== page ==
Volume 96, Issue 16
Wednesday, September 25, 2002

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Foreign students fear deportation

By Emmett Macfarlane
Gazette Staff

A number of international students at Simon Fraser University in British Colombia fear they may not be able to continue their studies – or even stay in the country – after failing to renew their study permits on time.

"There are over 100 international students affected by the [federal law] changes," said Chris Breedyk, SFU's international student advisor.

Breedyk said many of the students have gone beyond the sanctioned 90-day buffer period to renew their permits after transferring from other schools. "They have to seek restoration," she said.

According to Clement Apaak, an SFU Student Society executive member, Citizenship and Immigration Canada was not as aggressive in enforcing the buffer period as it was prior to recent changes, which took place in June.

"People are afraid. They're afraid they may be deported. They don't want to step on the toes of the government, so to speak," he said.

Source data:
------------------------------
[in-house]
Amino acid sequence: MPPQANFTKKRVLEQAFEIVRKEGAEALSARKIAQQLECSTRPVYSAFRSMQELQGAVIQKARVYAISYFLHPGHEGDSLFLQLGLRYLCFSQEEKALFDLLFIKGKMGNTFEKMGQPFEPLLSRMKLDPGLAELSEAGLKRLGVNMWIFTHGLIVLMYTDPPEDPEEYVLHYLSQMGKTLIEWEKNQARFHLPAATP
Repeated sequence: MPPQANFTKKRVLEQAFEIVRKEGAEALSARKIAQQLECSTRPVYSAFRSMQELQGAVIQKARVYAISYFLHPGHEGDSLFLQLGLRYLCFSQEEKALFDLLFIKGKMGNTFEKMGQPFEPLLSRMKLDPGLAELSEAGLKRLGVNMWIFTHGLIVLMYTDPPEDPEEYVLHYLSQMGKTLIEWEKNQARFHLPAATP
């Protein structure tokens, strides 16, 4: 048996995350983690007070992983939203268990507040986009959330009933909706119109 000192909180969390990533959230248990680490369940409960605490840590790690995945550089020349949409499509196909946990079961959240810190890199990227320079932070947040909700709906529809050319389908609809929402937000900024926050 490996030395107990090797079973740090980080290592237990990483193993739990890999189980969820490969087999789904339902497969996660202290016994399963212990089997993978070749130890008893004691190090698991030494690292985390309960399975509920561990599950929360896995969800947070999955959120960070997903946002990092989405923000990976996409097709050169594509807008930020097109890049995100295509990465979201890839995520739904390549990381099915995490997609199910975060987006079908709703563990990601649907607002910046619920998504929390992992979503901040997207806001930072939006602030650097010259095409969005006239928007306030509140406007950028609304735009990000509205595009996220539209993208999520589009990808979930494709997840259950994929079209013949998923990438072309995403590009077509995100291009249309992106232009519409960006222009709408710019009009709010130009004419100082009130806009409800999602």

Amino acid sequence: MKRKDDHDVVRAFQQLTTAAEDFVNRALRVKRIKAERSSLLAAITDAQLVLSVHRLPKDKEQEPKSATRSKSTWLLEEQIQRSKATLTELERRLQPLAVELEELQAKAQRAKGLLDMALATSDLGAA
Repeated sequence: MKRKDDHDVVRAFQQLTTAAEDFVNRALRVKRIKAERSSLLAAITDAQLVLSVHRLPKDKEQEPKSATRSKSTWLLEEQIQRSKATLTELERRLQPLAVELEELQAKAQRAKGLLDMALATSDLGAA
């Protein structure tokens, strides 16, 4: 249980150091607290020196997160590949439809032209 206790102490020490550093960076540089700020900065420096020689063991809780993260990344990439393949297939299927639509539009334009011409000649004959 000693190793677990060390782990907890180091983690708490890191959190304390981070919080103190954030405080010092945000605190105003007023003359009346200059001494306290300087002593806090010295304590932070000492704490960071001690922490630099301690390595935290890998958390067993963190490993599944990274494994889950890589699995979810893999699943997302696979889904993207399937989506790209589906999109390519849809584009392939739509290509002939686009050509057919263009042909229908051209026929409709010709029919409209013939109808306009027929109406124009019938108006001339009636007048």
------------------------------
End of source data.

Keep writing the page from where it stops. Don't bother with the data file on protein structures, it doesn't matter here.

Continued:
"My sympathy goes to people who weren't informed," Apaak explained. "We haven't had much feedback from Immigration yet," he added.

According to Susan Scarlett, departmental spokesperson for Citizenship and Immigration Canada, international students who change schools must contact the department to ensure their permits are sustained. "That's very clearly explained," she said.

"Our part is to make sure students know what their requirements [are]," Scarlett said, adding the department has worked very hard to ensure there is flexibility.

Scarlett stressed that Canada welcomes foreign students, adding they bring more culture to campuses across the country.

"Over 60 per cent of those currently affected are students who [transferred] from colleges," Apaak said, who is also the international student commissioner with the Canadian Federation of Students.

Apaak said the SFU Student Society may issue a press release to provoke government action on the issue.

Breedyk said SFU did not know what the outcome of the situation would be, adding the school has supported the students from the outset. "There are people who are involved [to help]," she said.

The SFU has been in contact with the Vancouver office of the immigration department, she added.

Scarlett noted the last time the Immigration Act was changed prior to June was during the '70s. "There are regulations that go along with [the] Act," she said.

–with files from Kelly Marcella

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2002 THE GAZETTE